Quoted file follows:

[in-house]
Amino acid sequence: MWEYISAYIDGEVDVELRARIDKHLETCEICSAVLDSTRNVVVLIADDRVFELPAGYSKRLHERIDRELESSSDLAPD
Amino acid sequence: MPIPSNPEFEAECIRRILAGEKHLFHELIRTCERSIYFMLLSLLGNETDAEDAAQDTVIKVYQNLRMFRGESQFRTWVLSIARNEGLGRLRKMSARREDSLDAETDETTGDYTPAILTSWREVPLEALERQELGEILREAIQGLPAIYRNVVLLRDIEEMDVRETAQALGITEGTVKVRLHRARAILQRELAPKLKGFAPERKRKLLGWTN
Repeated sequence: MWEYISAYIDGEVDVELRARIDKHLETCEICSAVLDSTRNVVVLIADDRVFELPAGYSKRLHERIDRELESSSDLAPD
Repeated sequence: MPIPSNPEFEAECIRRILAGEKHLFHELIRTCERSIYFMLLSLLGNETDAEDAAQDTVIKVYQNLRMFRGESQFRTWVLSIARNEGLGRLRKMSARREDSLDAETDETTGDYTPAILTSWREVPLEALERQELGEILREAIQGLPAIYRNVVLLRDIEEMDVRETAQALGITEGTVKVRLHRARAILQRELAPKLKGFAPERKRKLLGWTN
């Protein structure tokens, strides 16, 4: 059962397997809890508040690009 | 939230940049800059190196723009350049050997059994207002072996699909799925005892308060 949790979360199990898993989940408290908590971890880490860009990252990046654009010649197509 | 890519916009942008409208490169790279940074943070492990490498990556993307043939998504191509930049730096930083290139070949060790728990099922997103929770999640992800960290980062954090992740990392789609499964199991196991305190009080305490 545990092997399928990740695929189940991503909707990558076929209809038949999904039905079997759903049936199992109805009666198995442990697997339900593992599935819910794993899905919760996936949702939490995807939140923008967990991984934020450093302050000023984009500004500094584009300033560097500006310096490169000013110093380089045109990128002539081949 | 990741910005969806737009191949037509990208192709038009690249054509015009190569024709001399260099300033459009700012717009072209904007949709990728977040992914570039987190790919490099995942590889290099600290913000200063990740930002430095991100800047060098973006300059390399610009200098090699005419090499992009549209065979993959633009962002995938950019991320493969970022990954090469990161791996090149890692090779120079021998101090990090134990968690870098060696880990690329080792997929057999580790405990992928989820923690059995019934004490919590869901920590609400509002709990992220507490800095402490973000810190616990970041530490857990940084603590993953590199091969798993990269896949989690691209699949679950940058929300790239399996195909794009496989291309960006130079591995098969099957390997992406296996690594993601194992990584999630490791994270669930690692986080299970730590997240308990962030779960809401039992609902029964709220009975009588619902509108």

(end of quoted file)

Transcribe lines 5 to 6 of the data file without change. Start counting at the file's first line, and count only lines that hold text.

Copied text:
Repeated sequence: MPIPSNPEFEAECIRRILAGEKHLFHELIRTCERSIYFMLLSLLGNETDAEDAAQDTVIKVYQNLRMFRGESQFRTWVLSIARNEGLGRLRKMSARREDSLDAETDETTGDYTPAILTSWREVPLEALERQELGEILREAIQGLPAIYRNVVLLRDIEEMDVRETAQALGITEGTVKVRLHRARAILQRELAPKLKGFAPERKRKLLGWTN
């Protein structure tokens, strides 16, 4: 059962397997809890508040690009 | 939230940049800059190196723009350049050997059994207002072996699909799925005892308060 949790979360199990898993989940408290908590971890880490860009990252990046654009010649197509 | 890519916009942008409208490169790279940074943070492990490498990556993307043939998504191509930049730096930083290139070949060790728990099922997103929770999640992800960290980062954090992740990392789609499964199991196991305190009080305490 545990092997399928990740695929189940991503909707990558076929209809038949999904039905079997759903049936199992109805009666198995442990697997339900593992599935819910794993899905919760996936949702939490995807939140923008967990991984934020450093302050000023984009500004500094584009300033560097500006310096490169000013110093380089045109990128002539081949 | 990741910005969806737009191949037509990208192709038009690249054509015009190569024709001399260099300033459009700012717009072209904007949709990728977040992914570039987190790919490099995942590889290099600290913000200063990740930002430095991100800047060098973006300059390399610009200098090699005419090499992009549209065979993959633009962002995938950019991320493969970022990954090469990161791996090149890692090779120079021998101090990090134990968690870098060696880990690329080792997929057999580790405990992928989820923690059995019934004490919590869901920590609400509002709990992220507490800095402490973000810190616990970041530490857990940084603590993953590199091969798993990269896949989690691209699949679950940058929300790239399996195909794009496989291309960006130079591995098969099957390997992406296996690594993601194992990584999630490791994270669930690692986080299970730590997240308990962030779960809401039992609902029964709220009975009588619902509108």